With a full season now under his belt following Tommy John surgery in 2013, the former second rounder has yet to see his collegiate velocity return to his left arm. Previously a wielder of low- to mid-90s fastballs, Overton worked more regularly in the upper 80s in 2015 and continues to operate in that range in 2016, touching the low 90s periodically. The lefty relies now on solid command, a bit of crossfire deception, and an average three-pitch mix that includes his fringy fastball, a late-fading changeup and average curveball.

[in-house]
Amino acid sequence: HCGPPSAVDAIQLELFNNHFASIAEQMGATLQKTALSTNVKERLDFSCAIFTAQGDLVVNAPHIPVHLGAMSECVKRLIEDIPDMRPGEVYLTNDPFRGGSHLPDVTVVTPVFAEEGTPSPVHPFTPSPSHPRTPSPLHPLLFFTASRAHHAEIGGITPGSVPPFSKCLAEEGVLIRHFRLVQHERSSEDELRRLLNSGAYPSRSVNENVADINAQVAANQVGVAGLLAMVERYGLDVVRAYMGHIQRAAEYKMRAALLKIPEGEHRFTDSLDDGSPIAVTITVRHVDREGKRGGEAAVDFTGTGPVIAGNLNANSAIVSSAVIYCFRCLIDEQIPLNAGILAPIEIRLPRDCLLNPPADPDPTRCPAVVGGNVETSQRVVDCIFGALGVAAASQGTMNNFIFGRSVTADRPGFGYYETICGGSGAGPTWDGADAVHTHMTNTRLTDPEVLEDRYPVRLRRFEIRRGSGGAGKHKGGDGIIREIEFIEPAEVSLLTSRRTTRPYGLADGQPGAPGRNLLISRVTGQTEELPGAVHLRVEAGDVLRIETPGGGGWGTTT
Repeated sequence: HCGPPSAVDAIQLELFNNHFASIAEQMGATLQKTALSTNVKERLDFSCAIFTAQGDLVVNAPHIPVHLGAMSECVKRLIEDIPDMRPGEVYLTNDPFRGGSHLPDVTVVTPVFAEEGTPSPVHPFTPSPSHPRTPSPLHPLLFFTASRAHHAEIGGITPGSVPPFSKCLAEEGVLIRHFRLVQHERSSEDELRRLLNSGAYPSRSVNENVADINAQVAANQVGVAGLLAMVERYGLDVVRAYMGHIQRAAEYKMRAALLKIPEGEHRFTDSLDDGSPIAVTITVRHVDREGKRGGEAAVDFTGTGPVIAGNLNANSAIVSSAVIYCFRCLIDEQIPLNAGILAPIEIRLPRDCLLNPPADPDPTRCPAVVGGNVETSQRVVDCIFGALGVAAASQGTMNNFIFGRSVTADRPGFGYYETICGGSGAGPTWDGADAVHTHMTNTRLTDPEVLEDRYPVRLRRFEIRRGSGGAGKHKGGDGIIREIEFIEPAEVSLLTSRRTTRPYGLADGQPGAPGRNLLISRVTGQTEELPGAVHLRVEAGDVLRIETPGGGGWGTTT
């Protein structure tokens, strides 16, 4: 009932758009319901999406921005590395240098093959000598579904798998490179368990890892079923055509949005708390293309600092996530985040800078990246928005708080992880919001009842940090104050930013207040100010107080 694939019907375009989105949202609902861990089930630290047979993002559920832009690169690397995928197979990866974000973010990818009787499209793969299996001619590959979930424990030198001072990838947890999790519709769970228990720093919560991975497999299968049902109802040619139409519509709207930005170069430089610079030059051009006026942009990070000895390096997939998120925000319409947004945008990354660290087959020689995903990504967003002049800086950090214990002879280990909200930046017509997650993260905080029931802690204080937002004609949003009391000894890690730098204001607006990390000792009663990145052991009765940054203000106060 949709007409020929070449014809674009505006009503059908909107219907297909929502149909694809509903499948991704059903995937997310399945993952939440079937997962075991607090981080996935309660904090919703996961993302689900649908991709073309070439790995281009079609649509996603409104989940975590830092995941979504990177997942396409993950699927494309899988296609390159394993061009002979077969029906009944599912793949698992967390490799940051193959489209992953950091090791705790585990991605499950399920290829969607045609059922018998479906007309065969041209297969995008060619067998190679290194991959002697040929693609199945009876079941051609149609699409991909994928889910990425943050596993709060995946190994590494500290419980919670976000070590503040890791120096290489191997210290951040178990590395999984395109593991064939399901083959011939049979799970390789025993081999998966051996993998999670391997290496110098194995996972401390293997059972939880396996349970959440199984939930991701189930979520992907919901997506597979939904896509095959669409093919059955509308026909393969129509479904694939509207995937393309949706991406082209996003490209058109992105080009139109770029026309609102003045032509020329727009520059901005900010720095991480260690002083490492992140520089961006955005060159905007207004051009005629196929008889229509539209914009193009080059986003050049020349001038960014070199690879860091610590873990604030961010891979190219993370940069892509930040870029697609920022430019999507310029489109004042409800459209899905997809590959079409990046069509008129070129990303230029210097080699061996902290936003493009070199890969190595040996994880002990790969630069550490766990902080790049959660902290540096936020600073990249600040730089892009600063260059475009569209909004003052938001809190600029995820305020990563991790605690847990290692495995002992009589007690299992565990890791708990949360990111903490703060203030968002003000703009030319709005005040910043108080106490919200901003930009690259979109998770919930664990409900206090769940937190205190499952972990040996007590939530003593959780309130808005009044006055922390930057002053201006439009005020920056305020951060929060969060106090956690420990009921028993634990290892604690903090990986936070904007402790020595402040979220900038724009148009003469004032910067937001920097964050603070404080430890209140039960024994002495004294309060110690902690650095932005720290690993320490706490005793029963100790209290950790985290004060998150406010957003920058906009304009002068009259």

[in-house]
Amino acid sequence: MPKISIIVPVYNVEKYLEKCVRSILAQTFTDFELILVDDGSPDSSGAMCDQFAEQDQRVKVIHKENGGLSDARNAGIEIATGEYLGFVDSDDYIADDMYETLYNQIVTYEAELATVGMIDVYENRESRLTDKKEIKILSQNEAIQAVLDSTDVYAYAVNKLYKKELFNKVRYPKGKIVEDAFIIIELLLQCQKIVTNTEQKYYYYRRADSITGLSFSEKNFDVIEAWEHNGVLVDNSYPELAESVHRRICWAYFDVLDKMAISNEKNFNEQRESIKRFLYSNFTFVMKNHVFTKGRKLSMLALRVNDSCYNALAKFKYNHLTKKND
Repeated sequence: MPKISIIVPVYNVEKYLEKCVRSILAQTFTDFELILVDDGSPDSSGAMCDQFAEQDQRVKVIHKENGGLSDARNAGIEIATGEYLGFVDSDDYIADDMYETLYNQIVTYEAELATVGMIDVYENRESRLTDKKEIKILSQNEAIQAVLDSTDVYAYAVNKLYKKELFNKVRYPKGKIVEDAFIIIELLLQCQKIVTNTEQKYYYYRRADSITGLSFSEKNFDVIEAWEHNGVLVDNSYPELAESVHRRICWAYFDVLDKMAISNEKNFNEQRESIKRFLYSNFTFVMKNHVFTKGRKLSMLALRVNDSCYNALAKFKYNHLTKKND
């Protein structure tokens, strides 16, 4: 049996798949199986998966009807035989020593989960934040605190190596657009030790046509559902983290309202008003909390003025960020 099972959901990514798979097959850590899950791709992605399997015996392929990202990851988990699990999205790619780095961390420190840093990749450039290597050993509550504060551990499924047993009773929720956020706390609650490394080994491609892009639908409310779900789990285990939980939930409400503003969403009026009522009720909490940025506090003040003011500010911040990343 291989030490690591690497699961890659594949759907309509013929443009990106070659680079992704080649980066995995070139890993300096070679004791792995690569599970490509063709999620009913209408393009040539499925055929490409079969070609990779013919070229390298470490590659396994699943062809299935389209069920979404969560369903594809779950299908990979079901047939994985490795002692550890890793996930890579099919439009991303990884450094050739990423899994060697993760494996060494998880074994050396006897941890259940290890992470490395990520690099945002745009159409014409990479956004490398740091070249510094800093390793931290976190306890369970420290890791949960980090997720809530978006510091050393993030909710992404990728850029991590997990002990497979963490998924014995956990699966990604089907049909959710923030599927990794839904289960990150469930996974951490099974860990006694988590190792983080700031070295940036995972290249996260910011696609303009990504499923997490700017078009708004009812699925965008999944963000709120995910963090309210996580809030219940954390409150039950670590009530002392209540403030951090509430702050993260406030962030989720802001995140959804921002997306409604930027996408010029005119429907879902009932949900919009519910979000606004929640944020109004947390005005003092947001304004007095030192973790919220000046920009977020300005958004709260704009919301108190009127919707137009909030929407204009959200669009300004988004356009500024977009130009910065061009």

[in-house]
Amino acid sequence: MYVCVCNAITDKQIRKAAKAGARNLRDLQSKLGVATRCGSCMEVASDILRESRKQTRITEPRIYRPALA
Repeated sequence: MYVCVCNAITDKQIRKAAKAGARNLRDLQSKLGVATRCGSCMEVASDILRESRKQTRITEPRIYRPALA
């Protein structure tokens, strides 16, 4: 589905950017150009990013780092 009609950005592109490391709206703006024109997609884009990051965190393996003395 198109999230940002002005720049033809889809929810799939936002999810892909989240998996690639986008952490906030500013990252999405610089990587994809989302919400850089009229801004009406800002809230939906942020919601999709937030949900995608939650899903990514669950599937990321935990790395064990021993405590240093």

Through his first two starts of the year, Overton has shown both his strengths and his weaknesses, mixing his arsenal and playing to the black, racking up ten Ks in 9 IP (eight of which came in just four innings against a light-hitting Oklahoma City Dodgers’ lineup). Unfortunately, Overton can struggle to put hitters away when he isn’t hitting his spots, and the stuff can be quite hittable when catching too much of the plate too often. The parts add up to a potential back-end arm. Should he fall short of a rotation spot, it’s likely swingman work, as he may need a little more out of his curveball to profile as an effective lefty-specialist –Nick J. Faleris